Ubuntu server remote file access
kentborg at borg.org
Tue Oct 1 12:58:46 UTC 2013
On 09/30/2013 04:02 PM, Colin Law wrote:
> The PC is at my home so normally no-one with evil intent has physical
> access to it. If my PC is stolen then it will be by someone who wants
> to sell it, not in order to gain access to my servers. Therefore there
> is no benefit for me in adding a passphrase. For others the situation
> is different of course.
Physical access isn't the only risk. Any software running under your
user ID can read that key file and send it off over the internet, right
through your firewall, lickettysplit . Yes, if someone manages to root
your machine they can sniff your keyboard while you type passwords,
etc. But doing elaborate stuff is a lot more work than doing simple
stuff. Looking in .ssh for keys is simple and doesn't require root.
Kind of like the folks who will try a few hundred passwords on one of my
ssh servers and then give up. Easy is easier than hard.
Again, if you have thought through your circumstance and have decided
what is right, cool. But there are issues that can arise when looking
at the larger system, independent of the cryptological strength of ssh's
use of keys.
> My understanding is that from the point of view of a hacker probing
> random IP addresses and trying to break in, the keys are more secure.
> For most I believe that is the key point.
Unless there is a fundamental bug in ssh, it is not true that one is
more secure than the other, period.
The ssh key does have the advantage that should start out strong (if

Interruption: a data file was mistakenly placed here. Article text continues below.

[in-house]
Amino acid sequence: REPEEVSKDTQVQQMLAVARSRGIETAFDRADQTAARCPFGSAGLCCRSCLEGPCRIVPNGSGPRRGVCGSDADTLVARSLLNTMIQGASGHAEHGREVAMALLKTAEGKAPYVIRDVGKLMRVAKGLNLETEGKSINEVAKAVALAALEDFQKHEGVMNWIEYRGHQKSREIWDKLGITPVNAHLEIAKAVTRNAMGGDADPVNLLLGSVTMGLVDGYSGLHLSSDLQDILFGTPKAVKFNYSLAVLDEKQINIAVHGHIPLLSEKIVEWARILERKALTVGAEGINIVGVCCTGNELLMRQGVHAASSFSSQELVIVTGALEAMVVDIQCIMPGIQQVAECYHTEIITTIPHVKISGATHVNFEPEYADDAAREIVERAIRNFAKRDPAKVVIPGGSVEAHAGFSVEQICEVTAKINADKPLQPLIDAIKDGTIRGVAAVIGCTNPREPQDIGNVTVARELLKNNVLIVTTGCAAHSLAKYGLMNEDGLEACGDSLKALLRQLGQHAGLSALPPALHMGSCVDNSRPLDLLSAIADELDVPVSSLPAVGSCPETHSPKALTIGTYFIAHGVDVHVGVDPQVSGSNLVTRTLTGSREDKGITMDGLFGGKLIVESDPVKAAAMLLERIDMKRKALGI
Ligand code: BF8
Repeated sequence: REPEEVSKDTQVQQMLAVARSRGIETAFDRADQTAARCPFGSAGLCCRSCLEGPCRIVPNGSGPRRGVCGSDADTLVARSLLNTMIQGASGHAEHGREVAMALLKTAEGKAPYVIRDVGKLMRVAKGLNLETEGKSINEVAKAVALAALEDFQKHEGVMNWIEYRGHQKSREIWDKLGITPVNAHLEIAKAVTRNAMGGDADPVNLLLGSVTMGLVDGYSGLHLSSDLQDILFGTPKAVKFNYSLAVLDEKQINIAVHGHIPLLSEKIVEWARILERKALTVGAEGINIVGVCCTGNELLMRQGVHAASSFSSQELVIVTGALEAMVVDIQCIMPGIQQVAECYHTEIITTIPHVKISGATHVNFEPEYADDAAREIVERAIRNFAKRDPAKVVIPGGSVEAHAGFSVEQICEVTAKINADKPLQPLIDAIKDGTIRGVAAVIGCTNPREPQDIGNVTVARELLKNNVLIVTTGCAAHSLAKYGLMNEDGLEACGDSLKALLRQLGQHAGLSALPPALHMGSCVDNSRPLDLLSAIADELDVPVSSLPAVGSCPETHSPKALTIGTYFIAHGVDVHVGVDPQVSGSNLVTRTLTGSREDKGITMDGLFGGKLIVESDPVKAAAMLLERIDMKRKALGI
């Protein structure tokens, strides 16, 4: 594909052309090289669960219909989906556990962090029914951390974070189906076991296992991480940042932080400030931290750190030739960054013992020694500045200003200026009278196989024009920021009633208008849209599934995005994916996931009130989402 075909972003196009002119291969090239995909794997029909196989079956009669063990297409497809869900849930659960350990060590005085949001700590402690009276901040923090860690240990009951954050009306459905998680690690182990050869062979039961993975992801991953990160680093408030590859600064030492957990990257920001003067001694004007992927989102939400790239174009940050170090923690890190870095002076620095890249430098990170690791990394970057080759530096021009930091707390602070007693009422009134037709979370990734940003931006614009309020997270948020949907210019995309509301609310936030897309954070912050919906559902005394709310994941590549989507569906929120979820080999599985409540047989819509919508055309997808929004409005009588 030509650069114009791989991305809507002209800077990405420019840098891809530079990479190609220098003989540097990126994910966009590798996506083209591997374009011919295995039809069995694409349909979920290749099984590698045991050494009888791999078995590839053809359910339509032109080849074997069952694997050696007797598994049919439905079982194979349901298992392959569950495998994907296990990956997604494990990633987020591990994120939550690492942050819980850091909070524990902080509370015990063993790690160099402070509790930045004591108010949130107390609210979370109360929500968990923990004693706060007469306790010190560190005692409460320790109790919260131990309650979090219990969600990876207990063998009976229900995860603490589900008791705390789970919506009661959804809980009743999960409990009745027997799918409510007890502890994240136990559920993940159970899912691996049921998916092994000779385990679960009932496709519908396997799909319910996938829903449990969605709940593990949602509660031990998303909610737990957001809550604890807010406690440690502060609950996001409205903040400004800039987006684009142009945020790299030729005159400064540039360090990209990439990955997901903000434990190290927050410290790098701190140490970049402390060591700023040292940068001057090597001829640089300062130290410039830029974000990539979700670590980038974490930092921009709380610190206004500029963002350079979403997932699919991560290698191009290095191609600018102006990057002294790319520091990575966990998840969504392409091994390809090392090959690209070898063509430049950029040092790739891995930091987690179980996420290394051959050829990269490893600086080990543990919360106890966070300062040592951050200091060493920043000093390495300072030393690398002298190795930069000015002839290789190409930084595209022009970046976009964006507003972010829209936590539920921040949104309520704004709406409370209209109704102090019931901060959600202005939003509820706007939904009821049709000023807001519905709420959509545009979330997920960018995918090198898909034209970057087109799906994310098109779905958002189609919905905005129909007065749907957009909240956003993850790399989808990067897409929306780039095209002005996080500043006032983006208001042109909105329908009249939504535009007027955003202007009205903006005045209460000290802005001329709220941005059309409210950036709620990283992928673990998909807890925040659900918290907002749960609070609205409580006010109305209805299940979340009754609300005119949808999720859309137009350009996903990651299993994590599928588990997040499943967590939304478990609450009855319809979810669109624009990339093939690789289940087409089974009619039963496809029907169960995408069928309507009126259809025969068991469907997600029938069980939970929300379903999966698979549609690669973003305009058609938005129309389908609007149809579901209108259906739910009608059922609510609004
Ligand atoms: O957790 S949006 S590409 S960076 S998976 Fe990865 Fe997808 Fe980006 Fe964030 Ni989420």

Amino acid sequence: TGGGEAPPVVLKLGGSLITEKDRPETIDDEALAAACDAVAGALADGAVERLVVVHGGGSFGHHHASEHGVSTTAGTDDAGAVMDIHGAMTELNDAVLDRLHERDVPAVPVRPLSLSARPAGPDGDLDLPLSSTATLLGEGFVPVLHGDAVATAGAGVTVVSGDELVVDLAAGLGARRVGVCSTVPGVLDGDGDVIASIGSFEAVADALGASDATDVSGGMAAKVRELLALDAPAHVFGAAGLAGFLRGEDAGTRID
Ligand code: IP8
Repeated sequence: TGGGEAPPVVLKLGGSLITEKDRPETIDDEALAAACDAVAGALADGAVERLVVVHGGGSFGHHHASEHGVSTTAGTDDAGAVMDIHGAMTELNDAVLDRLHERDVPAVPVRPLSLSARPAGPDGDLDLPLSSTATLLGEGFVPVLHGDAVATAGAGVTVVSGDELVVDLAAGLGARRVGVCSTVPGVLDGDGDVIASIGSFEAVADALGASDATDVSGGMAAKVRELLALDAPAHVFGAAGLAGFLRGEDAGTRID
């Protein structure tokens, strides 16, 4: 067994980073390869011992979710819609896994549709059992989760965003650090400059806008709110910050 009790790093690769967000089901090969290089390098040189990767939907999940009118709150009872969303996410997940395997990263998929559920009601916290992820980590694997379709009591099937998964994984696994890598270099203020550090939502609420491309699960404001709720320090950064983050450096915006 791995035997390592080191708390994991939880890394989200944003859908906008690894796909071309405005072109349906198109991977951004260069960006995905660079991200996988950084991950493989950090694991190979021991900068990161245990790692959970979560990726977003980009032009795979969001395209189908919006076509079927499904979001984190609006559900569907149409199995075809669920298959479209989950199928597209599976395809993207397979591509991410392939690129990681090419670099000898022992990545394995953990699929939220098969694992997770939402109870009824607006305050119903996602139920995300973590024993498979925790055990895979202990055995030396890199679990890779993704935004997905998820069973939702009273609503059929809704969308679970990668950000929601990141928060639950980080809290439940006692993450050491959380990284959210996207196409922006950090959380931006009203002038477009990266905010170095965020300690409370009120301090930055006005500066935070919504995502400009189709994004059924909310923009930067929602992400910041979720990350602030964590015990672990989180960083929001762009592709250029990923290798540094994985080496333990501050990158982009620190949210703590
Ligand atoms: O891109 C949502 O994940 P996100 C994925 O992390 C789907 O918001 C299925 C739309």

generated on a working system with a good random number generator, etc.)
whereas a password, if chosen by a human, could start out weak. (Which
is why I say passwords should have components that are determined by
something truly random, not just something that seems obscure to a human.)
But once you have a good password or a good key, no one is going to get
in by probing your system and making guesses. The security becomes
dependent on whether each is kept secret. (Which is why I say passwords
should not be reused on different sites.)
Yes, the use of passwords hinges on choosing strong passwords and
keeping them secret. But whether you use ssh keys or not, you likely
still have other passwords in your life, you should choose strong ones
and keep them secret. Most people both choose weak passwords and do not
keep them secret. In the face of that, a lot of other worries seem trivial.
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